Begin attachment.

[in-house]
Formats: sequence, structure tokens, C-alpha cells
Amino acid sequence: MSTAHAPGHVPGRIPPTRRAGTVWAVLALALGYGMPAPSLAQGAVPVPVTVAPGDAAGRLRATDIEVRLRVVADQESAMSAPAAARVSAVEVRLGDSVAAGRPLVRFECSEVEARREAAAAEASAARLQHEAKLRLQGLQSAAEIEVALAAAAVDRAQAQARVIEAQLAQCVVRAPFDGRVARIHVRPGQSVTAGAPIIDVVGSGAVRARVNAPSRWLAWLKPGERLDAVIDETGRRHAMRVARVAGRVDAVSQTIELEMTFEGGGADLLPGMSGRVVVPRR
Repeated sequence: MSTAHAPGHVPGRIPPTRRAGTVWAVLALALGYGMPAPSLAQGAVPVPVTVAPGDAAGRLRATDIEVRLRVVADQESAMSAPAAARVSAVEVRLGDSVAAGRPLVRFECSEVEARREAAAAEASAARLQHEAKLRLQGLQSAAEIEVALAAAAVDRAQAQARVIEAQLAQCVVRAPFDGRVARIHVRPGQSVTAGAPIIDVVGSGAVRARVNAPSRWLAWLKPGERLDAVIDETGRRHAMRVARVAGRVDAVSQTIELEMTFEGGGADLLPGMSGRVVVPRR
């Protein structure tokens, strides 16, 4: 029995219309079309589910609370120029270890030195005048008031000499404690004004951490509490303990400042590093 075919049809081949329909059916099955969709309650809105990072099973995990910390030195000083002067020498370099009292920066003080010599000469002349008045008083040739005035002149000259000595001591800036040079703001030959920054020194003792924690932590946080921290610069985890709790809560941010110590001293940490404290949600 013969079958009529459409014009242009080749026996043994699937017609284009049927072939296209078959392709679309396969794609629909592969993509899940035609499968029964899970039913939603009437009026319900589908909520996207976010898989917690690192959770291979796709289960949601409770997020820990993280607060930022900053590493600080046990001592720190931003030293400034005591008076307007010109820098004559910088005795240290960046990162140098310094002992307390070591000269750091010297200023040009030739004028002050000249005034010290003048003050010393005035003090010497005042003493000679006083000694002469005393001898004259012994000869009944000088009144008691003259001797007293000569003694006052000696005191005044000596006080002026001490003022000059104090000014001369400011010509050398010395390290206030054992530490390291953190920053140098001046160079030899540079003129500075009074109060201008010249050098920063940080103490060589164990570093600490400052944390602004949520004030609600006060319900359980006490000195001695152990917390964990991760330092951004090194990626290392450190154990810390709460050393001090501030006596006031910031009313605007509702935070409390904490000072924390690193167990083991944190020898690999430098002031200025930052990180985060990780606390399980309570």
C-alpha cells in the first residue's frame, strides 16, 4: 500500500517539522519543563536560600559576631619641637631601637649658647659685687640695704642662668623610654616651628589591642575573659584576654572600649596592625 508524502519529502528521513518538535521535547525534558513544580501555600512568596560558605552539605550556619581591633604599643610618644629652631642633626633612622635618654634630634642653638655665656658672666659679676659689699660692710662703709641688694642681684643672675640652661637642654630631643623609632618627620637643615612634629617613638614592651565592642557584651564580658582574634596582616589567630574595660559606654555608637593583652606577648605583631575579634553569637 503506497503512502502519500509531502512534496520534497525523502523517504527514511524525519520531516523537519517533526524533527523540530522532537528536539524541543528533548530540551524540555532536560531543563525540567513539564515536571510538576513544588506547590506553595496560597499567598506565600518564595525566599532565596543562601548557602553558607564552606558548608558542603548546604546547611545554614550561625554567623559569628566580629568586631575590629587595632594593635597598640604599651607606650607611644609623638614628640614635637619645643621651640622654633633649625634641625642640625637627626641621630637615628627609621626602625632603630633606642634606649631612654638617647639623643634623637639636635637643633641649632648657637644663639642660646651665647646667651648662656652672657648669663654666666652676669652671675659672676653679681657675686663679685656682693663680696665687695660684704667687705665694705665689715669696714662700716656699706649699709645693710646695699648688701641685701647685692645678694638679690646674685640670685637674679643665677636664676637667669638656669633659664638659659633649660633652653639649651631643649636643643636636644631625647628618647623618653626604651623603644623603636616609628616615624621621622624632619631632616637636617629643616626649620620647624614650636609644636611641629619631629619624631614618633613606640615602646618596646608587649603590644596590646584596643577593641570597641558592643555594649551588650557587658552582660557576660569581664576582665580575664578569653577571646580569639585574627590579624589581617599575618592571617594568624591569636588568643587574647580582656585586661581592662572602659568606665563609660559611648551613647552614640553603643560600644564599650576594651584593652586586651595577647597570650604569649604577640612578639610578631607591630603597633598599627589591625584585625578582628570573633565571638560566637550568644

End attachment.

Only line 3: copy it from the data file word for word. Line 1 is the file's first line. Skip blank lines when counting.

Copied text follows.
Amino acid sequence: MSTAHAPGHVPGRIPPTRRAGTVWAVLALALGYGMPAPSLAQGAVPVPVTVAPGDAAGRLRATDIEVRLRVVADQESAMSAPAAARVSAVEVRLGDSVAAGRPLVRFECSEVEARREAAAAEASAARLQHEAKLRLQGLQSAAEIEVALAAAAVDRAQAQARVIEAQLAQCVVRAPFDGRVARIHVRPGQSVTAGAPIIDVVGSGAVRARVNAPSRWLAWLKPGERLDAVIDETGRRHAMRVARVAGRVDAVSQTIELEMTFEGGGADLLPGMSGRVVVPRR